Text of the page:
The NSW Government will investigate waste levy amendments to ensure regulatory settings remain fit for purpose, according to the state’s newly released 20-Year Waste Strategy consultation paper.
According to the paper, the state government will review waste levy boundaries, levy exemption for problem wastes, national levy harmonisation and complementary price-based instruments such as pay-as-you-throw initiatives.
The paper also proposes standardised collection systems for households and businesses, place-based infrastructure development, waste benchmarks for the commercial sector and potential government procurement targets.
The announcement comes as the state government opens consultation on two draft strategies: the 20-Year Waste Strategy and Cleaning Up Our Act: Redirecting the Future of Plastic in NSW.
Citing 2018 waste generation figures, Environment Minister Matt Kean said the state’s waste industry needs to be more sustainable, reliable and affordable.
“We need a smarter approach that makes use of all the levers available to us. We need to drive sustainable product design and waste reduction, and maximise the amount of used material that is recirculated safely back into the productive economy,” he said.
According to Mr Kean, the 20-Year Waste Strategy canvasses options to reduce waste and increase recycling, outlines opportunities and strategic direction for future waste and recycling infrastructure and seeks to grow sustainable end markets for recycled materials.
“The 20-Year Waste Strategy will be a vehicle that not only enables the state, businesses and the community to improve our approach to waste. It is also intended to generate new economic opportunities, reduce costs to citizens and businesses through a smarter approach, and increase our resilience to external shocks,” he said.
The NSW Plastics Plan, Mr Kean said, outlines a clear pathway to reduce single-use, unnecessary and problematic plastics.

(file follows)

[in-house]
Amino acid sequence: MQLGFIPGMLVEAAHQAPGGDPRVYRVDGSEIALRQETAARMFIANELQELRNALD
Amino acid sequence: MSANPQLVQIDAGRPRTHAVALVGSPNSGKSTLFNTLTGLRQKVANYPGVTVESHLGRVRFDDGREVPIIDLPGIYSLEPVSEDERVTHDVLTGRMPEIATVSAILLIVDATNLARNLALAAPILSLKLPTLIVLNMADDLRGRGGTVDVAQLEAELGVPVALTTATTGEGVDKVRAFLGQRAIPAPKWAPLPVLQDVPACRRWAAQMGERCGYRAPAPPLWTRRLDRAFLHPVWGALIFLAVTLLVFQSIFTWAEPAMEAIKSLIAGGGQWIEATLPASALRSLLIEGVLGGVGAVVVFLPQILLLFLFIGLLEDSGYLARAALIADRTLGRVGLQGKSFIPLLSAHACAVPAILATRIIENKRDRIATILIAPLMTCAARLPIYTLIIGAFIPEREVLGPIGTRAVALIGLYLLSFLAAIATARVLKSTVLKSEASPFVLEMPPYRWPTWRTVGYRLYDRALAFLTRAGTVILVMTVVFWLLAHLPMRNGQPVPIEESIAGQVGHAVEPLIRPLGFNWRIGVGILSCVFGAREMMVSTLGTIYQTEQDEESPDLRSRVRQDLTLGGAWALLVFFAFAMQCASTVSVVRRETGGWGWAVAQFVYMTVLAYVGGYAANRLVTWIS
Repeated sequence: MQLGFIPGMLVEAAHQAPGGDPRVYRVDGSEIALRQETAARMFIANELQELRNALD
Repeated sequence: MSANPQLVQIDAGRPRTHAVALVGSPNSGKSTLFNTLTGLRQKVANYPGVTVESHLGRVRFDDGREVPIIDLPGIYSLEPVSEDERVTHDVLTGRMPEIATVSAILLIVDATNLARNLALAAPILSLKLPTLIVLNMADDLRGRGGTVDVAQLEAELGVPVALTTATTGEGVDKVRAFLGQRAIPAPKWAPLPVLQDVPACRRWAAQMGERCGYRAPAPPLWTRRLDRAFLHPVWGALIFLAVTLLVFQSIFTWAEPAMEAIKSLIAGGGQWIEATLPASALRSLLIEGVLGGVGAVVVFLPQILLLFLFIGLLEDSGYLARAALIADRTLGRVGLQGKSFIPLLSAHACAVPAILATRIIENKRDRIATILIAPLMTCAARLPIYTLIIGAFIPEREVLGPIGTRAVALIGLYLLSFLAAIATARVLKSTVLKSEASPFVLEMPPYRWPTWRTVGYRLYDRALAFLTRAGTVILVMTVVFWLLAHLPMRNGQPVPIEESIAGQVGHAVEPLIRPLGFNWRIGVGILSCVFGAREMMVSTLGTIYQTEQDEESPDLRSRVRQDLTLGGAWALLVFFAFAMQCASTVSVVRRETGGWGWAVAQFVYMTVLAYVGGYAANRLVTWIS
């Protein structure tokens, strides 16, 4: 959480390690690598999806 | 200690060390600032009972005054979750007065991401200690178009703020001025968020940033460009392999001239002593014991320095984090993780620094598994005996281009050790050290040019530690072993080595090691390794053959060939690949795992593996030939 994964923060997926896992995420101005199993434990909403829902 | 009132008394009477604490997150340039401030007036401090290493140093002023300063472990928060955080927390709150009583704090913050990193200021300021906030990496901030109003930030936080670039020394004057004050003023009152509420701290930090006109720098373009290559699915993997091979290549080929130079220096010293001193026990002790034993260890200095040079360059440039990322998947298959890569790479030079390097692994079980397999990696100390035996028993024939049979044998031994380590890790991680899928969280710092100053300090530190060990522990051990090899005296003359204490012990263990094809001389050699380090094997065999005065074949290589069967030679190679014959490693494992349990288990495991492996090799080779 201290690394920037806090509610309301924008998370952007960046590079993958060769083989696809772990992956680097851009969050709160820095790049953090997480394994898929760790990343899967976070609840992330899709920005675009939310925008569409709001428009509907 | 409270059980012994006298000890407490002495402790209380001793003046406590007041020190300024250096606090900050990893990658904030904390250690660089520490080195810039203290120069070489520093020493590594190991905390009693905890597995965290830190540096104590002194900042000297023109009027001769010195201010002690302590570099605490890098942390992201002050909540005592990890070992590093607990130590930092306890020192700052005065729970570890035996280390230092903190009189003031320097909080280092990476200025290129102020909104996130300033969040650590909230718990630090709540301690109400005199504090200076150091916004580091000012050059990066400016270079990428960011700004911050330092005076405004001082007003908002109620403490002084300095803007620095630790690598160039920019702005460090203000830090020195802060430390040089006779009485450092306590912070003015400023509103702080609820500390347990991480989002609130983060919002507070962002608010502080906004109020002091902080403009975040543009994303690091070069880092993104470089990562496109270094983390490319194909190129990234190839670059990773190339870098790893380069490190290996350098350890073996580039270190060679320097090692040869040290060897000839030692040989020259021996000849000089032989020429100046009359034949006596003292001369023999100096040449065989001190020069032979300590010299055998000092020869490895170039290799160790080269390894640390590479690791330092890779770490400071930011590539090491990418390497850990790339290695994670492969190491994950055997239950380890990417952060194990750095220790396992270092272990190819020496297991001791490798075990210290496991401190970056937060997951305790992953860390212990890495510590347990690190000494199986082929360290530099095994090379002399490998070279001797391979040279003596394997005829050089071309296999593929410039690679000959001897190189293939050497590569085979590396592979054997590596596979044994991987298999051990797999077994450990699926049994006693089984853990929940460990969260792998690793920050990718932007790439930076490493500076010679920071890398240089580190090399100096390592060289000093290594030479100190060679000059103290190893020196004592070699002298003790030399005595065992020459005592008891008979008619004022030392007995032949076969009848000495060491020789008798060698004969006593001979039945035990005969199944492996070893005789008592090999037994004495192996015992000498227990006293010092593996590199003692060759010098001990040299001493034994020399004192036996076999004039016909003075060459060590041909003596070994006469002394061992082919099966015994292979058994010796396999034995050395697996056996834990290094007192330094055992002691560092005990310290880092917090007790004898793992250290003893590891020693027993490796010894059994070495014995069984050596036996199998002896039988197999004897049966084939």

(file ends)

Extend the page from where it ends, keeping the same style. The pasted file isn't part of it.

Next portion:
According to the discussion paper, potential priority directions include making plastic producers more responsible for collection and recycling, and mandating 30 per cent minimum recycled content in plastic packing by 2025.
“It sets the stage for the phase-out of priority single-use plastics, tripling the proportion of plastic recycled by 2030, reducing plastic litter by a quarter and making our state a leader in plastics research and development,” Mr Kean said.
“Lightweight plastic bags are proposed to be phased out six months from the passage of legislation, with other timelines to be determined after feedback from the public consultation process.”
Local Government NSW President Linda Scott said the proposals were far-ranging and far-sighted, offering smart and innovative state-based solutions to Australia’s growing “waste and recycling crisis.”
“Together, NSW local governments have been campaigning to save recycling since 2018 – and it is clear Environment Minister Matt Kean and the Premier have not only listened, but heard our call,” she said.
“For two years councils have been asking for the waste levy to be reinvested for the purpose it is collected, and the Premier’s announcement that this levy will now be reviewed is very welcome news.”
According to Ms Scott, steps to reduce waste, including banning plastic bags in 2021, will play a critical role in helping to create a circular economy.
“Joining with the Commonwealth to fund council-led waste and recycling infrastructure proposals will help ensure our waste is managed more sustainably, creating jobs in NSW,” she said.
“Increasing state and local government procurement of recycled goods, while leveraging off existing procurement platforms, is long overdue. Local governments are also very supportive of state-wide education campaigns so everyone is able to do their bit to reduce waste and increase recycling.”
Waste Management & Resource Recovery Association Australia CEO Gayle Sloan said with plastics at the forefront of the community’s mind, it’s encouraging that NSW is looking to align with other jurisdictions to design out unnecessary single-use items.
“It also appears that NSW is prepared to go further, with mandated recycled content of 30 per cent by 2025, and emphasis on designing out waste and making producers take greater responsibility for collecting and recycling in NSW, including the possible use of more extended producer responsibility schemes,” Ms Sloan said.
“These are all positive policies that may result in less reliance on councils and householders to meet the costs of these schemes.”
Consultation closes 8 May.